WARNING – DISTRESSING CONTENT: Authorities have admitted their prescribed burn which incinerated wildlife and is alleged to have destroyed endangered numbat habitat “did not meet the objectives” of its plan.
Described as “catastrophic” by locals, the high-intensity burn, lit by Western Australia’s Department of Biodiversity (DBCA) on March 25, charred almost 1900 hectares of forest in Perup, 300km south of Perth.
Bushland which was once teeming with animals, is now almost devoid of life according to a farmer whose property borders the forest.
Looking over his fence at the devastation, Bill Smart told Yahoo News Australia that despite some leaves sprouting again, fire has gutted wildlife hollows that took centuries to develop, and killed animals which lived in them.
“(The bush) is recovering cosmetically, but the damage is done, it's silent in there,” he said.
“It’s like a morgue, it’s shocking. I hate going in there actually.”
Kangaroos left with severe burns for weeks after Perup fire
Months after the fire, Mr Smart continues to find charred bones of marsupials around the forest.
On Tuesday, he photographed a newly deceased kangaroo joey on this land which is missing several toes and appears to have scarring on its feet.
The find has brought back heartbreaking memories of the days which followed the fire, when Mr Smart tried to get assistance for injured wildlife, but could find no one to help.
Kangaroos with severe burns on their feet languished for three weeks without treatment after the Perup blaze was lit and were only assessed after he alerted Yahoo News Australia about their plight.
Wildlife group FAWNA were the first to render assistance. Three of the marsupials were immediately euthanised, two were assessed to have “minor injuries” and left for observation, while one joey was recovered and sent into care.
DBCA did not respond to a question about why it took so long for them to assess the animals, but in an indication of how extreme the fire was, they added it is “extremely rare” to receive reports of injured kangaroos after burns.
With the department set to conduct further burns in the region, Mr Smart remains concerned that mistakes will be repeated.
Independent investigation to determine fire's impact on wildlife
After reviewing their conduct, DBCA, which uses adaptive management as part of its process, said this week underlying dryness in parts of the burn area likely contributed to the intensity of the fire.
“DBCA accepts that the burn did not meet the objectives of the burn plan and has identified a number of actions for improvement,” they said in a statement on Tuesday.
“This includes altering ignition patterns and considering commencing burns on the lower half of the prescribed Forest Fire Index for areas with high fuel loads (12+ years), and enhancing processes associated with post burn success criteria assessment.”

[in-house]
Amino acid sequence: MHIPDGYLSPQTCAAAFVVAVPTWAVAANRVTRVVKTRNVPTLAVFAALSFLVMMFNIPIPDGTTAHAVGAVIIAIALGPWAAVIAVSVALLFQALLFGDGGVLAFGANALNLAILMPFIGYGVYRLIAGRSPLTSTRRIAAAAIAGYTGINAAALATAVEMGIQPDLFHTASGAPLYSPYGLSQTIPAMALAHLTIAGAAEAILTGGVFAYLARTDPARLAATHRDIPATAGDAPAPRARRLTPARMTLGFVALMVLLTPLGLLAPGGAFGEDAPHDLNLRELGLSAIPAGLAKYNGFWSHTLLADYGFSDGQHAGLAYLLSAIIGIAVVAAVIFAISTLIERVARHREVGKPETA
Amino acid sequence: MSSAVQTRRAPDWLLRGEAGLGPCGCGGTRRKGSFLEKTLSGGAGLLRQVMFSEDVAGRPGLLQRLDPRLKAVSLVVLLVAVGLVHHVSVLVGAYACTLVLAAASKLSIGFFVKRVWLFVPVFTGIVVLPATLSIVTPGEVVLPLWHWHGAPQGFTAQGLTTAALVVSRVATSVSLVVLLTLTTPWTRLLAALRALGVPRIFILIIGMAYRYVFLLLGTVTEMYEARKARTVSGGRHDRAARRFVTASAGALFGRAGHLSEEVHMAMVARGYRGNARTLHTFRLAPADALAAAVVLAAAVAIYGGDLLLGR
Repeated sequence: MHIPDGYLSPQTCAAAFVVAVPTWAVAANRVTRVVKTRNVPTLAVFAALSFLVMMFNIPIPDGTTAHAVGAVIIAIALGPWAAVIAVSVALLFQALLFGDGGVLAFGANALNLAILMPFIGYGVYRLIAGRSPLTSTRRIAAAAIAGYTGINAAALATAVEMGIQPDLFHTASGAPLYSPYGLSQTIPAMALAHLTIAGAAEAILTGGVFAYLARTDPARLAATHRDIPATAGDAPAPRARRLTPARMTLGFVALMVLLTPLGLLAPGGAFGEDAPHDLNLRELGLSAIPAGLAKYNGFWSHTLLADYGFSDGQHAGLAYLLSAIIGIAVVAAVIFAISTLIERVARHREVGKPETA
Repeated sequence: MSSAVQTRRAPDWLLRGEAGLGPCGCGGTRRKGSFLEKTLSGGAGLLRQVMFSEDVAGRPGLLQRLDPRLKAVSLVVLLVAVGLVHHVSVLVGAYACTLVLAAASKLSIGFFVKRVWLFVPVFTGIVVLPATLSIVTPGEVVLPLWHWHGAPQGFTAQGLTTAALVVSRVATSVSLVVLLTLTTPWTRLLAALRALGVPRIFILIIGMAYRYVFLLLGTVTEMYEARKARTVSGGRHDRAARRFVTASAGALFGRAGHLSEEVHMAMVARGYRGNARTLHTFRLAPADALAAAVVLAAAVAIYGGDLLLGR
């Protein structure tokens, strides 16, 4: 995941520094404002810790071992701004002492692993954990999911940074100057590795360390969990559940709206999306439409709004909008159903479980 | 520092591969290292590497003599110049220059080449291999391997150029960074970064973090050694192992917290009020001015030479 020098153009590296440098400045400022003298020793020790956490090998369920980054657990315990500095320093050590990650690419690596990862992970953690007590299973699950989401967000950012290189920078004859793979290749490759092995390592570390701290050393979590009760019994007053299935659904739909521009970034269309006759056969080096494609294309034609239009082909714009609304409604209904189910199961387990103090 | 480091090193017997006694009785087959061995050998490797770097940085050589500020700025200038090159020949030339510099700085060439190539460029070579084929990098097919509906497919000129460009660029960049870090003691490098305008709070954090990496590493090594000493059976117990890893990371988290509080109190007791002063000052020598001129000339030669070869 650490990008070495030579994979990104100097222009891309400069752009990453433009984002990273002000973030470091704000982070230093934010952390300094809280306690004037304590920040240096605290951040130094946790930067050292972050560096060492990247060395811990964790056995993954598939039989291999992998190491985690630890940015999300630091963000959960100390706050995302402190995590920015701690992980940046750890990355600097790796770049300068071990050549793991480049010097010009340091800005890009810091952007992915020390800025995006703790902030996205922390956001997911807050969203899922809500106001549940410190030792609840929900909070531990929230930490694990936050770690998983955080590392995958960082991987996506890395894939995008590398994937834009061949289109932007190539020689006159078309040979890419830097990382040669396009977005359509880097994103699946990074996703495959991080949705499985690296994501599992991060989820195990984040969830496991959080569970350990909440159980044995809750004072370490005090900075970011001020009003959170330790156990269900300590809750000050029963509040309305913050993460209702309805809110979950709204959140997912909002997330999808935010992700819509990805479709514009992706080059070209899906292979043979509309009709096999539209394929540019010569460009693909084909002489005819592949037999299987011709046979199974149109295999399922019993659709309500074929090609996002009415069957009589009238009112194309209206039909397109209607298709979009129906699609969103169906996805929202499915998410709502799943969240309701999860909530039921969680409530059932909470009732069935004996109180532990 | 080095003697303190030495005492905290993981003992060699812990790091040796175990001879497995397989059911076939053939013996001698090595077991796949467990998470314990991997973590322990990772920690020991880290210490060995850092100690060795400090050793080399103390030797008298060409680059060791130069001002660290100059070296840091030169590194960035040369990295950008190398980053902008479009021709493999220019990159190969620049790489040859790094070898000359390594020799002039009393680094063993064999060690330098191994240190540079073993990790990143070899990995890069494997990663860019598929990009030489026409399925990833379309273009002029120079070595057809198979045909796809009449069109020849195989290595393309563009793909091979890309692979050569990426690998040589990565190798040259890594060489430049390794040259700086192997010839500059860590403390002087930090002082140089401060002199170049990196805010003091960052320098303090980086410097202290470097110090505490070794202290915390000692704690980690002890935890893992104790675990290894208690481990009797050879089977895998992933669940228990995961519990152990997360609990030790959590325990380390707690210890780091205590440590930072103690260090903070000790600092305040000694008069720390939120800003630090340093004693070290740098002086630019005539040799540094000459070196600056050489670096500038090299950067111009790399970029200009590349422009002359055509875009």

While the DBCA’s internal review is now complete, Humane Society International is set to begin its own “detailed investigation” into burning practices in southwestern Australia.
The animal welfare charity’s head of programs Evan Quartermain told Yahoo News Australia the project will examine the toll on wildlife and determine whether changes in the department's process need to be made.
“The purpose of these prescribed burns is supposedly to mitigate the severity of bushfires and maintain biodiversity, which is particularly important with southwest Western Australia being a global biodiversity hotspot,” he said.
“But what happened in the Perup fire suggest the department’s prescribed burning program could be doing the exact opposite, with serious animal welfare concerns on top of the biodiversity risks.”
'Sightings can be scarce': Fate of endangered numbats remains unknown
Environmentalists remain worried about the fate of Perup’s numbats, a species which the IUCN estimates number 800 mature individuals in the wild.
Despite once being widespread across the state, they now survive in just two strongholds, of which Perup’s 56,000 hectare reserve is one.
West Australian Premier Mark McGowan responded to concerns about the fate of area’s numbats in May, saying he was advised by the department there is no evidence any were “killed or affected” during the burn.
DBCA maintain that efforts were made to protect the animal’s homes and this involved “raking and wetting” the surrounding area, and marking their dens with tape.
Despite reporting sightings of numbats “before, during and after the burn”, a department spokesperson would not elaborate on whether this includes any animals other than three seen on March 25 and 26 - the day of and the day after the fire.
They added that "given the elusive nature of the species, sightings can be scarce" and that the burn is not believed to have impacted overall numbat population numbers.
Photos taken by Mr Smart show a numbat caught in a smoke haze after the fire was lit, and melted tape fixed to a tree opposite a burnt numbat habitat log.
Having found numerous bones in the forest, including the skull of a brushtail possum, he fears the numbats which live near his property may have also died.
Mr Quartermain said HSI is looking forward to getting to “the bottom of the issue”.
“The DBCA say that there’s no evidence species like numbats have been harmed, but with the images I’ve seen and people I’ve spoken to on the ground over there I’m taking that claim with a grain of salt,” he said.
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